Menachem Stern’s beard stands in between him and his goal of becoming a military chaplain.
Born into a Chabad Lubavitch family, Rabbi Menachem Stern grew up with one ambition in life: to help people.
“Throughout my life I have pursued this goal by engaging in many different activities, ranging from visiting Jewish inmates in prisons to visiting the sick in hospitals and nursing homes,” he wrote in a short essay.
When he spotted an ad in August 2008 for military chaplains, Rabbi Stern said, “I knew I had found my calling.”
Rabbi Stern, 28, of Brooklyn, said he applied for a commission and “went through all the hoops for them. I had an interview with a chaplain at West Point, the chief of chaplains and his staff, as well as a physical — the full rundown they give to every new recruit.”
Last July, he said he was informed that the Accession Board had approved him, and at one point “I actually got orders to appear. I received a letter saying that if I agreed to a commission, I should report for swearing-in.”
But he then received a phone call saying the letter had been mailed in error — he could not enlist because he wore a beard. Rabbi Stern said he requested a waiver of that regulation and has “been appealing since then.”
“For me, my beard is part of my religious garb,” he explained. “I don’t look for shortcuts. ... By not trimming my beard, I show that I represent the unadulterated view of the holy Torah. While there would be ways around it, and many of these ways are kosher, keeping to the original version of the Torah is the only way we as members of the Chabad Lubavitch community believe a person should live.”
On Nov. 28, New York Sen. Charles Schumer sent the Pentagon a letter inquiring about the appeal. Two days later, he received a letter saying an inquiry had been initiated and that he would be “further advised as soon as information becomes available.”
Rabbi Stern said he has heard nothing.
Rabbi Sandy Dresin, executive director of chaplains at the Aleph Institute in Surfside, Fla., which certifies Jewish chaplains for the military, said he has been pressing the Army to grant Rabbi Stern the waiver.
“The Army chaplaincy branch is not opposed to him having a beard, but the policy is made by the Army’s chief of personnel in concert with the chief of staff of the Army,” Rabbi Dresin said.
The regulation, which Rabbi Stern said was enacted in the 1980s, might at one time have been designed for operational purposes — such as the need for tight-fitting gas masks. But Rabbi Dresin said there are “some active duty Army [personnel] who have beards and “work undercover to blend into the population in Afghanistan.”
“We are not asking them to change the regulation, but rather to make a case-by-case waiver based on the needs of the military,” Rabbi Dresin said. “They need Jewish chaplains, and we are offering them.”
He pointed out that there are only eight Jewish chaplains in the Army now, a figure he said would “double within a year” if the Army accepted bearded Jewish chaplains.
“The Navy is also short and the Air Force also needs more” Jewish chaplains, Rabbi Dresin said.
“We had no rabbi in Iraq for Chanukah because the rabbi there was called back for personal reasons and another rabbi who would have covered for him left because of a death in the family,” he continued. “Major installations around the world are going uncovered. There is only one [Jewish chaplain] right now in all of Europe.”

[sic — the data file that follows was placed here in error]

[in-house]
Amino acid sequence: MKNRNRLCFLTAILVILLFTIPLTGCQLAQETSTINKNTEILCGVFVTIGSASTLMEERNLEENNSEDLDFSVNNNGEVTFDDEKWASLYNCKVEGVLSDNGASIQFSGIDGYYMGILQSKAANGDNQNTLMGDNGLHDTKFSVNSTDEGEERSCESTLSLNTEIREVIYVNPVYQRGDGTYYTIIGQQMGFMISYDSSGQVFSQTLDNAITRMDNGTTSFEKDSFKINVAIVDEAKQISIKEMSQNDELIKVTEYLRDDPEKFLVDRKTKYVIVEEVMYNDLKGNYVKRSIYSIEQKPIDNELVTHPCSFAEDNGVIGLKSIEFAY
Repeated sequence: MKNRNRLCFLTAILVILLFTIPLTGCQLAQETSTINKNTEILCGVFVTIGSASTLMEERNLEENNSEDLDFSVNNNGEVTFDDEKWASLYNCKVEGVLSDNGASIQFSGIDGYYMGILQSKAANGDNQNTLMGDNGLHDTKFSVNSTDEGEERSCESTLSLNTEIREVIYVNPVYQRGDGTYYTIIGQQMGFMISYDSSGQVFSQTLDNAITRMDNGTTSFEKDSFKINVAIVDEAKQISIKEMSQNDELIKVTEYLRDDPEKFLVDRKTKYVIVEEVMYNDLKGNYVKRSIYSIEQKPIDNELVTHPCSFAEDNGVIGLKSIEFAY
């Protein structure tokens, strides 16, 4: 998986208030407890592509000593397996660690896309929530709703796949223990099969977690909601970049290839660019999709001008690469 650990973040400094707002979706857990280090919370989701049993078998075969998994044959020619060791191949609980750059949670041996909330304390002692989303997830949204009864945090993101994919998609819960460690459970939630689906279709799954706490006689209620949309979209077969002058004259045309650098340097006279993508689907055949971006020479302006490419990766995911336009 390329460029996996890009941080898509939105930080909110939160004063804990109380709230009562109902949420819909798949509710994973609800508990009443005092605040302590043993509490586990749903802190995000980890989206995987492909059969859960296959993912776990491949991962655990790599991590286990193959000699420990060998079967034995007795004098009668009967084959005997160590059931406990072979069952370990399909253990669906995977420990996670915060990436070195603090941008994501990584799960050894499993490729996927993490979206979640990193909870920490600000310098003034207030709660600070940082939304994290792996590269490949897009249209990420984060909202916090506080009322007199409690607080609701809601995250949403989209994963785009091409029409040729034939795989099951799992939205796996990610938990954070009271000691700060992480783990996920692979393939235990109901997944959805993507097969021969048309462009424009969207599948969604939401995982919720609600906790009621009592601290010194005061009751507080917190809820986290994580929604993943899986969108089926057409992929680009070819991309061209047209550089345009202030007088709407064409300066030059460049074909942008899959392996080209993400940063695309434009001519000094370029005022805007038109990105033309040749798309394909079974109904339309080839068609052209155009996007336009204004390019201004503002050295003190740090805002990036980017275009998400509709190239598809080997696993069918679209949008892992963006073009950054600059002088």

During the Vietnam War, Rabbi Dresin said, there were “always three or four rabbis in the country during the height of the conflict. Now in Iraq, there is one at the most. ... Our mission is to serve Jewish personnel in uniform, and I estimate that there are 4,000 Jews in the Army alone.”
“We have a large number of young, selfless rabbis who would come to active duty as long as the beard regulation is waived,” Rabbi Dresin said, referring to Chabad Lubavitch rabbis who serve in more than 70 countries.
“They are not fearful of going to war zones, because they are so dedicated and committed to reaching out to all Jews,” he added.
Rabbi Stern pointed out that he “grew up with the attitude that we have to go out into the world and help people. The job of a rabbi is to serve not only Jews. I served as an EMT in the town of Liberty.”
Waivers for beards are being granted, Rabbi Dresin observed. He said that recently an exemption was granted to a Sikh and to a Muslim, both of whom decided to grow beards while they were in the military.
Gary Tallman, an Army spokesman, said Monday that he was unable to find any record that Rabbi Stern had requested a waiver.
Rabbi Stern said he has a May 15, 2009, e-mail from the chief of chaplains office “saying the director of personnel for the chaplains corps would contact me.”
Asked about the recent waivers that had been granted for beards, Tallman said he understood those men were already on active duty but that Rabbi Stern “has applied but is not yet in.”
But Marc Stern, co-executive director of the American Jewish Congress, said that although the U.S. Supreme Court has upheld the military’s “insistence on uniformity,” he questions whether it would prevail in this case.
“Under the Religious Freedom Restoration Act, the government has to show a compelling interest in order to overcome the statute’s presumption of making an accommodation for religious freedom,” he said.
In addition, Stern, who said his organization has not been asked to intervene in this case, said it should make no difference whether the beard waiver was granted to men already in the Army.
“The government’s interest is one of uniformity,” he said. “They will have a hard time maintaining the rule because they have already made exceptions.” n
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